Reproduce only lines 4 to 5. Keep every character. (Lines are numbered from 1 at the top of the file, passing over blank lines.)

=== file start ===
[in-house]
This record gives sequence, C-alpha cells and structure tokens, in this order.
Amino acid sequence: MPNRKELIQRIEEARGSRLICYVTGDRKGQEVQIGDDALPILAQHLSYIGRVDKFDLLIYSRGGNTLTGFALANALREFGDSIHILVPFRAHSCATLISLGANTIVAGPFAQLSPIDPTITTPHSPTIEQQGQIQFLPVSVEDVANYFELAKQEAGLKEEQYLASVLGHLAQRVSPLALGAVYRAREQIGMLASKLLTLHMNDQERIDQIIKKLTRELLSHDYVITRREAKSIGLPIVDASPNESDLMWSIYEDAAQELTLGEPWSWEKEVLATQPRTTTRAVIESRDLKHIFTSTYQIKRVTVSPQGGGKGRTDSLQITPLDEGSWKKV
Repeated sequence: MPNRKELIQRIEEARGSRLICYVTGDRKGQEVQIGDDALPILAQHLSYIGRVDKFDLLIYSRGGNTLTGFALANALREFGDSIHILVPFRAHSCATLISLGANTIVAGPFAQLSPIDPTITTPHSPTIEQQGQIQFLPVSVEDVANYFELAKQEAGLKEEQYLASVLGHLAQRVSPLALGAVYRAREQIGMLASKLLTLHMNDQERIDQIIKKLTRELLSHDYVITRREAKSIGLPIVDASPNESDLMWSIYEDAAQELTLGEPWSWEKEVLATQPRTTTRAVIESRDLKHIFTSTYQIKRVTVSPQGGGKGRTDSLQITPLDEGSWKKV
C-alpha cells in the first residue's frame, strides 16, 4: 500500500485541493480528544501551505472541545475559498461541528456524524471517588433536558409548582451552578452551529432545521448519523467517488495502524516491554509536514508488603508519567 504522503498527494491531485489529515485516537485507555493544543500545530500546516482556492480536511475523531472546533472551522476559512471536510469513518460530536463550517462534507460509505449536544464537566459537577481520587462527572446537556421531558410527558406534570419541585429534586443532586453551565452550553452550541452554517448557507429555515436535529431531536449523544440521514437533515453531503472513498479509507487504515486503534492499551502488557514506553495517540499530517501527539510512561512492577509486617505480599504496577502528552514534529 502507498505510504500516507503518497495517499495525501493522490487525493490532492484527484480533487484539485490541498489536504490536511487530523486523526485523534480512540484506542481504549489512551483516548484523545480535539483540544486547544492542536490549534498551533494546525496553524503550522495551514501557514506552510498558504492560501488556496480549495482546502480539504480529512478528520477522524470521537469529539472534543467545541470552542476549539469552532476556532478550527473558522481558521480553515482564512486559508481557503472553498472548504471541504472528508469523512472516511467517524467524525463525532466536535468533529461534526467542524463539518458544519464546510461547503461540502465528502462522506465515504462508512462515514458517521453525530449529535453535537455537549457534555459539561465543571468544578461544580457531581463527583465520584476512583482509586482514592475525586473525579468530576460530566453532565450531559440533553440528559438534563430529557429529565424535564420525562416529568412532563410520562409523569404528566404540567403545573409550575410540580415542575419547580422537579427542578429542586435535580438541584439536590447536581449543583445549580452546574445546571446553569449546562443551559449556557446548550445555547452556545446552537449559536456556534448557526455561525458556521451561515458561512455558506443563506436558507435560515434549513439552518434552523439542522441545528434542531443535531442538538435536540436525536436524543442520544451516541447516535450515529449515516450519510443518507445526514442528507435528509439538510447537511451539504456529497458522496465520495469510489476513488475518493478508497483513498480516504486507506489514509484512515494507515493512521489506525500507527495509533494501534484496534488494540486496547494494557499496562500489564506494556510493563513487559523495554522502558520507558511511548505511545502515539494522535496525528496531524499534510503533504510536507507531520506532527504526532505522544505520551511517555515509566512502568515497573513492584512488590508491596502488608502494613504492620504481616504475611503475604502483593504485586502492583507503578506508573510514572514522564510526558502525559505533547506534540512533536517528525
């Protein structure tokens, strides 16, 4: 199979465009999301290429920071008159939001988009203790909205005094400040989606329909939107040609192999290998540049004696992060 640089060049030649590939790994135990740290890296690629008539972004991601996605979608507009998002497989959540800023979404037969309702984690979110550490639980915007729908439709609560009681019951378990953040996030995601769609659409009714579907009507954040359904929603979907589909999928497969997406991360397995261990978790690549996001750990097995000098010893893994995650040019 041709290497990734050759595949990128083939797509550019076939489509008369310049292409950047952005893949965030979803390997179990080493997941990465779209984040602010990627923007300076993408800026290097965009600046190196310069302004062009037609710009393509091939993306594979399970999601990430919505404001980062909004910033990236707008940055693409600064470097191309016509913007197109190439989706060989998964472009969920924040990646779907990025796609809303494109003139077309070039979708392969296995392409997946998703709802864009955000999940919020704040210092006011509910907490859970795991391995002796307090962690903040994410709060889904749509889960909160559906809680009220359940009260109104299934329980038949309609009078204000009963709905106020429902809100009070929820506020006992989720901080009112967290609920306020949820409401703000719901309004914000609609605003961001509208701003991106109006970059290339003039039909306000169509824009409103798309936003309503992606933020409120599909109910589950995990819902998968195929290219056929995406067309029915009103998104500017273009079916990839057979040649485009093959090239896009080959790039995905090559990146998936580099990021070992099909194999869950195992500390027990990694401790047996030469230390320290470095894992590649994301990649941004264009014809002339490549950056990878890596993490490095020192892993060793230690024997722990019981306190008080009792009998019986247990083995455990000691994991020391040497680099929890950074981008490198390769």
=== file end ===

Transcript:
Repeated sequence: MPNRKELIQRIEEARGSRLICYVTGDRKGQEVQIGDDALPILAQHLSYIGRVDKFDLLIYSRGGNTLTGFALANALREFGDSIHILVPFRAHSCATLISLGANTIVAGPFAQLSPIDPTITTPHSPTIEQQGQIQFLPVSVEDVANYFELAKQEAGLKEEQYLASVLGHLAQRVSPLALGAVYRAREQIGMLASKLLTLHMNDQERIDQIIKKLTRELLSHDYVITRREAKSIGLPIVDASPNESDLMWSIYEDAAQELTLGEPWSWEKEVLATQPRTTTRAVIESRDLKHIFTSTYQIKRVTVSPQGGGKGRTDSLQITPLDEGSWKKV
C-alpha cells in the first residue's frame, strides 16, 4: 500500500485541493480528544501551505472541545475559498461541528456524524471517588433536558409548582451552578452551529432545521448519523467517488495502524516491554509536514508488603508519567 504522503498527494491531485489529515485516537485507555493544543500545530500546516482556492480536511475523531472546533472551522476559512471536510469513518460530536463550517462534507460509505449536544464537566459537577481520587462527572446537556421531558410527558406534570419541585429534586443532586453551565452550553452550541452554517448557507429555515436535529431531536449523544440521514437533515453531503472513498479509507487504515486503534492499551502488557514506553495517540499530517501527539510512561512492577509486617505480599504496577502528552514534529 502507498505510504500516507503518497495517499495525501493522490487525493490532492484527484480533487484539485490541498489536504490536511487530523486523526485523534480512540484506542481504549489512551483516548484523545480535539483540544486547544492542536490549534498551533494546525496553524503550522495551514501557514506552510498558504492560501488556496480549495482546502480539504480529512478528520477522524470521537469529539472534543467545541470552542476549539469552532476556532478550527473558522481558521480553515482564512486559508481557503472553498472548504471541504472528508469523512472516511467517524467524525463525532466536535468533529461534526467542524463539518458544519464546510461547503461540502465528502462522506465515504462508512462515514458517521453525530449529535453535537455537549457534555459539561465543571468544578461544580457531581463527583465520584476512583482509586482514592475525586473525579468530576460530566453532565450531559440533553440528559438534563430529557429529565424535564420525562416529568412532563410520562409523569404528566404540567403545573409550575410540580415542575419547580422537579427542578429542586435535580438541584439536590447536581449543583445549580452546574445546571446553569449546562443551559449556557446548550445555547452556545446552537449559536456556534448557526455561525458556521451561515458561512455558506443563506436558507435560515434549513439552518434552523439542522441545528434542531443535531442538538435536540436525536436524543442520544451516541447516535450515529449515516450519510443518507445526514442528507435528509439538510447537511451539504456529497458522496465520495469510489476513488475518493478508497483513498480516504486507506489514509484512515494507515493512521489506525500507527495509533494501534484496534488494540486496547494494557499496562500489564506494556510493563513487559523495554522502558520507558511511548505511545502515539494522535496525528496531524499534510503533504510536507507531520506532527504526532505522544505520551511517555515509566512502568515497573513492584512488590508491596502488608502494613504492620504481616504475611503475604502483593504485586502492583507503578506508573510514572514522564510526558502525559505533547506534540512533536517528525